Last week, the US and South Korean navies participated in provocative military drills in the Sea of Japan that were aimed at demonstrating a show of force in the wake of the North’s recent nuclear tests.
Pyongyang has described the exercises as "advance preparation for mounting a preemptive attack," and has warned of extensive nuclear strikes if an attack is launched on its soil.
"If the aggressors and provocateurs dare mount a preemptive attack on the DPRK [Democratic People’s Republic of Korea], they will not be able to escape a merciless, nuclear retaliatory strike of justice," North Korean daily Rodong Sinmun said, according to the International Business Times.
US and South Korean vessels have never operated this close to the North Korean coast.
Seoul plans to conduct a number of joint exercises in the coming weeks. In November, South Korea, the United Kingdom, and the United States will participate in Invincible Shield air drills.
"The 'Invincible Shield' drill is aimed at improving the allies’ capabilities of attacking North Korea’s major military and leadership facilities (if provoked) but also intercepting incoming fighters from the North," a spokesman for the South Korean Air Force said last week, according to Yonhap news agency.
Seoul and Washington are also conducting a bilateral drill in Alaska through October 21 that will involve the aircraft carrier USS Ronald Reagan.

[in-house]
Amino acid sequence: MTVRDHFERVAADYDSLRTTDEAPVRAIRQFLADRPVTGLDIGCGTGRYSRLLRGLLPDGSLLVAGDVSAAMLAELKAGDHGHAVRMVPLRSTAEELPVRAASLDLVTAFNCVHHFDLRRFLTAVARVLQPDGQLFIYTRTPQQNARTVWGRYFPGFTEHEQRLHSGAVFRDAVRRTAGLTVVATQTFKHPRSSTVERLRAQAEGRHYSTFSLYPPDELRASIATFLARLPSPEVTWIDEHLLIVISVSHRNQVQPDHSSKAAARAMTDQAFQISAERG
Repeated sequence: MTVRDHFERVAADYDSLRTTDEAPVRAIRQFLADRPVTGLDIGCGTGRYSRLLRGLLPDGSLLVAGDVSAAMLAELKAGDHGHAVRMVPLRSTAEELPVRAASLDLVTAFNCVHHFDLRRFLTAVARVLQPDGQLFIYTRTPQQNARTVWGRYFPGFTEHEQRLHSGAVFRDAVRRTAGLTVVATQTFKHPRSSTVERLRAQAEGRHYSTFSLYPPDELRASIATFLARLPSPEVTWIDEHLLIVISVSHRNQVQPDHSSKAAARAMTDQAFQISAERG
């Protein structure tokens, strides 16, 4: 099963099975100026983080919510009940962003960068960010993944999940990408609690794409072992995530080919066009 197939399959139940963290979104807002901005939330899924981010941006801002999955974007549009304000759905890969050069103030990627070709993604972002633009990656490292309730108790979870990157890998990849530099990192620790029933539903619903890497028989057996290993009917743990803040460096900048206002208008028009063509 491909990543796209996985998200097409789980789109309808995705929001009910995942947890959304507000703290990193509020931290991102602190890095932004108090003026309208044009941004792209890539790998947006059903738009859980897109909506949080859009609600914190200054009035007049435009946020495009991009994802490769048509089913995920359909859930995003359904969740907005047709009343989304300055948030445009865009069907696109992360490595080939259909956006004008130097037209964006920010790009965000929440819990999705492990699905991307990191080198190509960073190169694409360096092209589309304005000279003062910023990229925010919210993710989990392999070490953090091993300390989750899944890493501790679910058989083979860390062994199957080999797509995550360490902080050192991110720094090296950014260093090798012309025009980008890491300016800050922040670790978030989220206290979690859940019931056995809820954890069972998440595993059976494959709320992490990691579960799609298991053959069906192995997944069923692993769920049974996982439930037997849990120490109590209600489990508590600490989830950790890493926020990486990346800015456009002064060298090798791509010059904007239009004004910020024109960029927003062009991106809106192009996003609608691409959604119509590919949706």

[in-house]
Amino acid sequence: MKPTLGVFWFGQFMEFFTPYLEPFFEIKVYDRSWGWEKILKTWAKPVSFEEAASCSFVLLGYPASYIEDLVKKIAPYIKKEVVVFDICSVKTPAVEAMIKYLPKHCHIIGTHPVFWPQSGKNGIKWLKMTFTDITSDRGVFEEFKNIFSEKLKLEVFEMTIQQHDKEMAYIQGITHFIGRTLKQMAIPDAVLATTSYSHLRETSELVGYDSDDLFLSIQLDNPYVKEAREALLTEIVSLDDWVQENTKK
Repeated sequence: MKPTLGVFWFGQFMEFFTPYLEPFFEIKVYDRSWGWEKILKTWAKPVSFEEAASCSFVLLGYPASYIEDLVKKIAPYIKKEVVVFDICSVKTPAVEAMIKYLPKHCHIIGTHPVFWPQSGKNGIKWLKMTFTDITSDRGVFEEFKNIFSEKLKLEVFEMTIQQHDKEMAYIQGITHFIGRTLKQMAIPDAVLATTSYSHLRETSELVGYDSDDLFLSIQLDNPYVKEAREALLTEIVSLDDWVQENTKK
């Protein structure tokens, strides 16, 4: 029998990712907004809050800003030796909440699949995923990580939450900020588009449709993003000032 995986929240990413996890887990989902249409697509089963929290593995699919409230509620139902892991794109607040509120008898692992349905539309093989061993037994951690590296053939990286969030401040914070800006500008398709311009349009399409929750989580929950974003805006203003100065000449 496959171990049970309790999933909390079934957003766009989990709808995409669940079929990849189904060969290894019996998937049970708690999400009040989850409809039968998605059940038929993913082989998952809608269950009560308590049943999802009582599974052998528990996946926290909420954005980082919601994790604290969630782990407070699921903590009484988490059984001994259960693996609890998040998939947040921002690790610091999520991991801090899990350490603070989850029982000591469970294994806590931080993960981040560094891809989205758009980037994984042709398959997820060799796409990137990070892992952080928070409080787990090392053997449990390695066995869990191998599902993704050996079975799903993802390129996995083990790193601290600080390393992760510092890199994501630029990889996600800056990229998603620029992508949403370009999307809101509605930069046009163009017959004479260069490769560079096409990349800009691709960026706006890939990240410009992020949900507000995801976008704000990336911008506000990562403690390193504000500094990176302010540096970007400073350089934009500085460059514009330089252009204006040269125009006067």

North Korea has conducted a number of nuclear and ballistic missile tests over the last year. On September 9, Pyongyang detonated a miniaturized nuclear bomb, raising the stakes on the Korean peninsula and marking a major step forward in the North’s ability to launch a nuclear attack.
These tests have resulted in harsh new sanctions from the United Nations and criticism from a number of countries, including Pyongyang’s allies.
The South has taken these developments as an opportunity to boost its defensive capabilities. Seoul and Washington have formalized an agreement to install a Terminal High Altitude Area Defense (THAAD) missile system on the peninsula, despite objections from both China and Russia that the system could be used offensively and place their own national security at risk.
Earlier this week, Kim Young Hoo of the Korea Defense Industry Association (KDIA) said that South Korean defense firms should work more closely with American counterparts to develop "mutually beneficial" technologies.
"We are looking for a cooperation model from the US, since we have a [requirement] for high tech capabilities," he told Defense News.
"We’ve been very cooperative with the US defense industry. But there are more opportunities. We can grow together, achieving a mutual interest."